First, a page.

Envisioning Work+Life Flexibility in 2020

Raise your hand if you work from home periodically without a second thought? Do you sometimes come in late or leave a little early if you have something you have to take care of outside of work?

Today, many (but still not enough of us) take for granted having flexibility in how, when and where we work. But when I started out as a work+life strategy consultant in the early 1990s, deviations from the standard "in-the-office, five-days-a-week model" were rare. Then things began to change ... .

Celebrating Workplace Flexibility 2010

In 1995, the Alfred P. Sloan Foundation saw an emerging trend, and decided to commit their formidable resources to a 15-year initiative called Workplace Flexibility 2010. The goal was "to develop a comprehensive national policy on workplace flexibility."

Last week I gathered with researchers, corporate leaders, public policy experts, government officials, and practitioners to mark the final culmination of this multi-year, multi-faceted effort. There was much to celebrate (for excellent overviews of the event, here, here, here, here, and here. And #focusonflex and @RexFlexibility on Twitter)

But I was struck most by a remark made at the beginning of the conference by Kathleen Christensen, program director from the Alfred P. Sloan Foundation who oversaw Workplace Flexibility 2010. She said, "This event isn't the end, but the beginning of an ongoing conversation."

With that call to action in mind, I spent most of the meeting thinking about the future, and imaging what a similar gathering might look like in 2020. Here's what I came up with ...

Envisioning Work+Life Flexibility 2020

The name of the event would have changed from "workplace" flexibility to "work+life" flexibility because of over the last ten years we'd have recognized that work and life are one and the same, not separate. Therefore, having flexibility at work requires a degree of complementary flexibility in life. Questions about what that reciprocal relationship looks like and how it is managed day-to-day and across careers are discussed.

There would be as many men at the event as there are women, because we would have finally realized that having the flexibility to manage work and life is an issue for all of us. Not just families and women (as Leanne Chase also noted in her post-event blog). And by making it about everyone, we would be well on our way to eliminating the painful motherhood penalty in the workplace, and making men more comfortable being full partners in the work+life discussion.

The academic research presented would also include studies that expand the focus on the business applications and benefits of flexibility:

  • How to change corporate governance standards to support the investment in people-based innovations such as work+life flexibility, that don't show direct, bottom-line benefit in the short-term but the long-term.
  • How flexibility impacts disaster preparedness and business continuity.
  • How flexibility improves customer service and coordination of global client coverage.
  • How flexibility allows companies to sustain a cohesive, flexible workforce and minimize layoffs during economic peaks and downturns.
  • How flexibility contributes to environmental sustainability.

We would discuss what skills individuals need to be good partners with their employers to ensure that flexibility considers their personal needs as well as the needs of the business. Having recognized that companies can't give individuals the answer to their work+life fit needs, people have to learn how to present solutions to their employers and then make them work day-to-day and at major career transitions.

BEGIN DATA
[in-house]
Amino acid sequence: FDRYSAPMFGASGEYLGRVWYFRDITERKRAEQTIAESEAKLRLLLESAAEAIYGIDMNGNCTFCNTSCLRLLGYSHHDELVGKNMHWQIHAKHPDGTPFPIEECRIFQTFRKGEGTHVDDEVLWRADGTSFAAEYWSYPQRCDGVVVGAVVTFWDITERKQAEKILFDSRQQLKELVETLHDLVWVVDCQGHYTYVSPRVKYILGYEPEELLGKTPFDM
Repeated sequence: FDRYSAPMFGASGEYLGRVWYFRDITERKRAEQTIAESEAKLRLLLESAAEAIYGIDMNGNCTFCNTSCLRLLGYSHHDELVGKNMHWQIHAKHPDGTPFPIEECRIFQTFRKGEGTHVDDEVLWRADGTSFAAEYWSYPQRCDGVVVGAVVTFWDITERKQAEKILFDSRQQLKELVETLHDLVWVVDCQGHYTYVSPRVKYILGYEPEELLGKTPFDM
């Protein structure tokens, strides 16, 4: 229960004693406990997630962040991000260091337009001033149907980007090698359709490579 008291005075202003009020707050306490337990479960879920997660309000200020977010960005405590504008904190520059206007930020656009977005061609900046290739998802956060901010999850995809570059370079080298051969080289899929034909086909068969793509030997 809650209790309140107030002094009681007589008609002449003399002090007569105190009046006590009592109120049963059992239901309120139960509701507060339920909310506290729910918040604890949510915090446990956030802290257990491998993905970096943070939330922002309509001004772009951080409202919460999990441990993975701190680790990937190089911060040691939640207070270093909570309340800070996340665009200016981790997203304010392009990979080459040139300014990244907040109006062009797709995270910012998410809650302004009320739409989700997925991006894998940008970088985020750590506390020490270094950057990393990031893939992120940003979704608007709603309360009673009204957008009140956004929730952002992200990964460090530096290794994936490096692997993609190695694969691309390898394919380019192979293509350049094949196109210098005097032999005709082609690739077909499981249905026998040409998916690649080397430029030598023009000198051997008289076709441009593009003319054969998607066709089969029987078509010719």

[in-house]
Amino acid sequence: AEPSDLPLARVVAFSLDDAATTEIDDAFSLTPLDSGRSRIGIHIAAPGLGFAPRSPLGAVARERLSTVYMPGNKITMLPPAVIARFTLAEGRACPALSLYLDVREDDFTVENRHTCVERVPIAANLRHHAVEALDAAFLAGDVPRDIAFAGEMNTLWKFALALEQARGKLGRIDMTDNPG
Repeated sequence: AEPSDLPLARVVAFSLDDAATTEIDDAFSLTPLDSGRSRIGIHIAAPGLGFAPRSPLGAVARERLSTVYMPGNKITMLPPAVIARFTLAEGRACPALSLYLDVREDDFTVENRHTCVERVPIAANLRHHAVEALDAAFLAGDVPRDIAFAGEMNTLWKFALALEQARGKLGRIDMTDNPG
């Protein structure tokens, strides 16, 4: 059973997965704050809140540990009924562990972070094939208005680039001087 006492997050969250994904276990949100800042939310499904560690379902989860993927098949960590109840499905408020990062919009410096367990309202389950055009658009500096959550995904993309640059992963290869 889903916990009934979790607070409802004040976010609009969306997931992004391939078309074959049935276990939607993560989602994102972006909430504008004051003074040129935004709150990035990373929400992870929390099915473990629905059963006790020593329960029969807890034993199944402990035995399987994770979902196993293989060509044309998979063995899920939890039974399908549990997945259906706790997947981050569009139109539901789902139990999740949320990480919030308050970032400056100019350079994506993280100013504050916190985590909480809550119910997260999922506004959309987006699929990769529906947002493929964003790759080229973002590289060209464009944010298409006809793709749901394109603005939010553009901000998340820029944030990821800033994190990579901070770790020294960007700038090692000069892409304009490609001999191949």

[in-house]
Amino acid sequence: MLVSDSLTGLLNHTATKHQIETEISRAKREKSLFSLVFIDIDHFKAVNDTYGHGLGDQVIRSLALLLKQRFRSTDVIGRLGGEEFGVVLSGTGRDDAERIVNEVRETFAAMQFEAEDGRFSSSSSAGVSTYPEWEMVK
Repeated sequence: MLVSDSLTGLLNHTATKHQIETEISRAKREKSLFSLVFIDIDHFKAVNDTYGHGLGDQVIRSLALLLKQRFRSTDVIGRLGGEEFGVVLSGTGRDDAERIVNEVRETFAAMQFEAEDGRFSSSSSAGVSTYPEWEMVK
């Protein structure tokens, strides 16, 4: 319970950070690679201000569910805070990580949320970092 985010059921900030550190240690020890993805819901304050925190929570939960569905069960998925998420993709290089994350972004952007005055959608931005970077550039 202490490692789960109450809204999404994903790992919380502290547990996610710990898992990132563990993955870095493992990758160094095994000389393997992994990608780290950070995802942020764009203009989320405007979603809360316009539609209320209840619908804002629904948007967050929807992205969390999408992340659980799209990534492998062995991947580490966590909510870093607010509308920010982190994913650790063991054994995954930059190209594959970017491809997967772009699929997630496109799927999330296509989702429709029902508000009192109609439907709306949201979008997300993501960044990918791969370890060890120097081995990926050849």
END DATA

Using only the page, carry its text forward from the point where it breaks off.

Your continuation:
Companies would share "how" they developed and implemented their unique flexibility strategies that are tailored to the needs and realities of their particular business. Over the past decade, it would have become clear that "one-size-fits-all" off—the-shelf programs don't work. Therefore, the discussion would focus on how to create a shared vision of what flexibility means to the business, why it's important, how to increase readiness and buy-in at all levels and then how to successfully implement and revise over time as business realities change.

Lobbyists for corporate interests and advocacy groups would discuss how they were able to finally compromise on legislation that guaranteed a basic level of paid sick leave and paid time off for care giving. (Okay, this is the part of the vision in which I am the least confident but the most hopeful).

Legislators would discuss how they worked across party lines to revamp outdated laws that limited work+life and career flexibility. Successes would include updating the Fair Labor Standards act to allow more hourly workers access to flexibility. The tax code would have been overhauled to ensure that out of state telecommuters weren't double taxed. And the Social Security would be revised not to penalize older employees who wanted to continue to work.

That's as far as I got. Now, it's your turn. Look into the future to 2020 and envision an inter-disciplinary gathering to advance flexibility in how, when and where is done. Who would be there? What's being discussed?

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  • David Kaiser

    I would like to see something on creating new social infrastructures for remote employees. When you work in an office with other employees, you build social capital, and friendships. This is harder to do when you work from home on a regular basis. Working at a cafe with strangers is better than nothing, but it's still not the same. Co-working, anyone? Meet-up groups for, um, work?

    Also, there is a certain mindset necessary to successfully work from home. Yes, there is no commute and no office chatter to distract you, so you can get a ton of work done. But there is also no one peeking over your shoulder to create accountability, and there may be laundry, dishes, children, cats, and Oprah to distract you. Learning to manage and be accountable to ourselves in this situation is a tremendous gift, and it's one that many people need to cultivate.

    Dave Kaiser
    Executive Coach & CEO

  • judy martin

    I think you really hit the nail on the head by suggesting the lexicon move from workplace to work+life. In 2020 I envision the human element of the equation becoming even more prominent than "work for the sake of work". In our post-modern society, where we're confronted with the ills of the world on a daily basis on the wave of real time technology, how can we help but not become more aware of our "humanness". I think consciousness has to evolve.